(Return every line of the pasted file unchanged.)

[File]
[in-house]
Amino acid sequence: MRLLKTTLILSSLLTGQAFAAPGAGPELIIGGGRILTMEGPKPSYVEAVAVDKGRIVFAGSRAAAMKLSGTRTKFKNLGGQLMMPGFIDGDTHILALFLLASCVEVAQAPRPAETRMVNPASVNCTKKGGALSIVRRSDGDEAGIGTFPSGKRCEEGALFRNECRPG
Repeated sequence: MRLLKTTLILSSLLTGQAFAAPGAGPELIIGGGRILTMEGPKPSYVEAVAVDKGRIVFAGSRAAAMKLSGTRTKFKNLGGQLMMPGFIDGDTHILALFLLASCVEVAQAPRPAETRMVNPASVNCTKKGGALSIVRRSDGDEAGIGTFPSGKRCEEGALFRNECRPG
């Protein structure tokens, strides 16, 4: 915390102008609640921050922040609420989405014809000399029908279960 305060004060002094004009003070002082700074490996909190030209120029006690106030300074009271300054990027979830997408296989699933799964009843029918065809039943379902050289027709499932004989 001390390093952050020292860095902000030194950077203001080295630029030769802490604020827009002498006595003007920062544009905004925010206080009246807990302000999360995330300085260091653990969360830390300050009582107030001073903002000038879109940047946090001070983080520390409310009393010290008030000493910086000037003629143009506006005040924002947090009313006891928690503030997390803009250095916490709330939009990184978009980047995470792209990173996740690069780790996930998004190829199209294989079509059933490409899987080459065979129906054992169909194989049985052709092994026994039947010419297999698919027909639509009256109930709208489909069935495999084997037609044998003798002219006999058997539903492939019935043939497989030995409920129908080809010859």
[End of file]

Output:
[in-house]
Amino acid sequence: MRLLKTTLILSSLLTGQAFAAPGAGPELIIGGGRILTMEGPKPSYVEAVAVDKGRIVFAGSRAAAMKLSGTRTKFKNLGGQLMMPGFIDGDTHILALFLLASCVEVAQAPRPAETRMVNPASVNCTKKGGALSIVRRSDGDEAGIGTFPSGKRCEEGALFRNECRPG
Repeated sequence: MRLLKTTLILSSLLTGQAFAAPGAGPELIIGGGRILTMEGPKPSYVEAVAVDKGRIVFAGSRAAAMKLSGTRTKFKNLGGQLMMPGFIDGDTHILALFLLASCVEVAQAPRPAETRMVNPASVNCTKKGGALSIVRRSDGDEAGIGTFPSGKRCEEGALFRNECRPG
């Protein structure tokens, strides 16, 4: 915390102008609640921050922040609420989405014809000399029908279960 305060004060002094004009003070002082700074490996909190030209120029006690106030300074009271300054990027979830997408296989699933799964009843029918065809039943379902050289027709499932004989 001390390093952050020292860095902000030194950077203001080295630029030769802490604020827009002498006595003007920062544009905004925010206080009246807990302000999360995330300085260091653990969360830390300050009582107030001073903002000038879109940047946090001070983080520390409310009393010290008030000493910086000037003629143009506006005040924002947090009313006891928690503030997390803009250095916490709330939009990184978009980047995470792209990173996740690069780790996930998004190829199209294989079509059933490409899987080459065979129906054992169909194989049985052709092994026994039947010419297999698919027909639509009256109930709208489909069935495999084997037609044998003798002219006999058997539903492939019935043939497989030995409920129908080809010859």